Snow Geese

There are probably as many reasons people visit Sacramento National Wildlife Refuge as there are visitors. Perhaps even more, since I go there for several different reasons. But the main reason I keep going back is the tremendous number of birds you see there, particularly Snow Geese and Ross Geese.

In fact, I was quite disappointed that there was no Snow Geese to be seen when we visited in January and on our first stop on our recent trip. In fact, I’d resigned myself that we’d missed them this year, that with recent changes in weather that they’d already started their northern migration.

So I was delighted when we saw a large flock of them in the distance as we approached the refuge on our way home.

Snow Geese in Flight

By the time we’d actually reached the refuge they covered the pond like new fallen snow.

Snow Geese at Rest

When I talk to fellow visitors at wildlife refuges I often tell them that I consider myself a wildlife photographer more than a serious birder. But the joy I take in seeing the Snow Geese suggests something quite different. In fact, I find it nearly impossible to take a good photograph of these birds. I suspect only movies would offer any hope of capturing their beauty.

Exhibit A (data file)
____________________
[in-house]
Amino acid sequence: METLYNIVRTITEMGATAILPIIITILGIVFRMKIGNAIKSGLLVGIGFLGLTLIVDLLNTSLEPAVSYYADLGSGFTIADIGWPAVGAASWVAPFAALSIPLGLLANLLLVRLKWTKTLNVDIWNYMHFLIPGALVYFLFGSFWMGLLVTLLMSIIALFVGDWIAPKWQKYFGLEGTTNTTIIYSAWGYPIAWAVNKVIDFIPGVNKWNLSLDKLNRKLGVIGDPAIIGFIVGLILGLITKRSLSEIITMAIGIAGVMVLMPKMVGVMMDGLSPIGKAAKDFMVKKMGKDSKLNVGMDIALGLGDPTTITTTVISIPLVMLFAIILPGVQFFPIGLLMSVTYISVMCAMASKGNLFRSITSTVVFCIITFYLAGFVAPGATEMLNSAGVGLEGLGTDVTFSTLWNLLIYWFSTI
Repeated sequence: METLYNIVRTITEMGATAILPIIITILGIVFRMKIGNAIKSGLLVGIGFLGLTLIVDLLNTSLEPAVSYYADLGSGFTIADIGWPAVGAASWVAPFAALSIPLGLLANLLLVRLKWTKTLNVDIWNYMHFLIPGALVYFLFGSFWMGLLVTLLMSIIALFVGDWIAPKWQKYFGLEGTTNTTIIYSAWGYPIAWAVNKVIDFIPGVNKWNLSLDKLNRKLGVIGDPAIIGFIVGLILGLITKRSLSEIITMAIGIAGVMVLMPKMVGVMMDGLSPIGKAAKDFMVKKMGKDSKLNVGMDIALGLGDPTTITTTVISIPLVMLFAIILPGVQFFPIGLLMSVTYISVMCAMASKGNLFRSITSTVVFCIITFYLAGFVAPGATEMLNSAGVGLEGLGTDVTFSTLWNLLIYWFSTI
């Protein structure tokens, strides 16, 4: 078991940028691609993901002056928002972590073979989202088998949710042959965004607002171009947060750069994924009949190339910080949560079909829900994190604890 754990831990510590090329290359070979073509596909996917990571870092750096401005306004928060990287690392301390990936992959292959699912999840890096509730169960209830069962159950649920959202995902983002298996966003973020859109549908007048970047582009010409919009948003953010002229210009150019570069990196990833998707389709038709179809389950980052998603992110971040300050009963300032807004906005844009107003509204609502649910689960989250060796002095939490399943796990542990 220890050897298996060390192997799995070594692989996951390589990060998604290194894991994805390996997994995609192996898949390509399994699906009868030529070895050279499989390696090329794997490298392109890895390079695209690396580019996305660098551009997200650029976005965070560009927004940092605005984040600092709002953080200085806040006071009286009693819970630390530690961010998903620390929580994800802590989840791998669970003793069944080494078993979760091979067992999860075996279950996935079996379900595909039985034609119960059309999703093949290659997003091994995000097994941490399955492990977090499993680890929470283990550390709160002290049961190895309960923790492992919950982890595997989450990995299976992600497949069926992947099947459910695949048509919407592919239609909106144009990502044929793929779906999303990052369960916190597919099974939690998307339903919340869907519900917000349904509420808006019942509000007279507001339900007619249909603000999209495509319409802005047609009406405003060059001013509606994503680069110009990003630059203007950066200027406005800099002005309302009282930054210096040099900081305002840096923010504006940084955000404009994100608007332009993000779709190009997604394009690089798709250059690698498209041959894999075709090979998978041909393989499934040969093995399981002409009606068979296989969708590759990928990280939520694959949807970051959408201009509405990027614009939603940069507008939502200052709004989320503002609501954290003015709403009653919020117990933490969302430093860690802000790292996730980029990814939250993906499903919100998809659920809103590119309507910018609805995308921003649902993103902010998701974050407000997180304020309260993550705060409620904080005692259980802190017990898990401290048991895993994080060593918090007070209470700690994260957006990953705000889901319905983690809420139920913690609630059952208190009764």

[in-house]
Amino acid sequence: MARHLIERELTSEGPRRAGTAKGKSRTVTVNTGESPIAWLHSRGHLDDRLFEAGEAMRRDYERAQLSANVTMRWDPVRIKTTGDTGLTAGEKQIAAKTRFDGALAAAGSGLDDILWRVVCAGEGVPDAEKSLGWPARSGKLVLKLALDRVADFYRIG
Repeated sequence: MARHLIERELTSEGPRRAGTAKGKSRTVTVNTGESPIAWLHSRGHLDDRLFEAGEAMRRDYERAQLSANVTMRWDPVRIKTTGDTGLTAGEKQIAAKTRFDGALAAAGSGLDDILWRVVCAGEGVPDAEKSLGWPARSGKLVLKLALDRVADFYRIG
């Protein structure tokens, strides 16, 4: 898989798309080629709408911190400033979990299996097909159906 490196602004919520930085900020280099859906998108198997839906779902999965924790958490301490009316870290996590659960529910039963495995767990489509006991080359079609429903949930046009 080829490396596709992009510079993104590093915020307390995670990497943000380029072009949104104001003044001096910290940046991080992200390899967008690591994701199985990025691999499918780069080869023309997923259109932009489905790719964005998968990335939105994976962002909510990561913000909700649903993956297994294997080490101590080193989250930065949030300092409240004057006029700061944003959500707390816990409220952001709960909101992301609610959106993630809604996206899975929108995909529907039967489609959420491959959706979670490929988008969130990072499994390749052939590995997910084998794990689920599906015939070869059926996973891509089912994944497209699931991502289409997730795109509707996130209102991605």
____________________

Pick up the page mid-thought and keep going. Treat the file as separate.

There are so many that it’s nearly impossible to compose a picture. I used to tell my Yearbook photographers to try to avoid shots where you have to cut people up to get a decent shot, but that’s almost invariably the kind of shot I get when I shoot these flocks.

 Snow Goose

No, I don’t come here to photograph the Snow Geese, even if I keep trying to capture what I feel in still shots. No, I come here because it makes me feel alive. This is one of those sacred places where you can feel the earth’s pulse.

One thought on “Snow Geese

  1. After reading William Fiennes ‘The Snow Geese, A Story of Home'(2002) I am happy to finally find the beautiful bird here tonight. This is as close as I will ever get, I know. So thank you.

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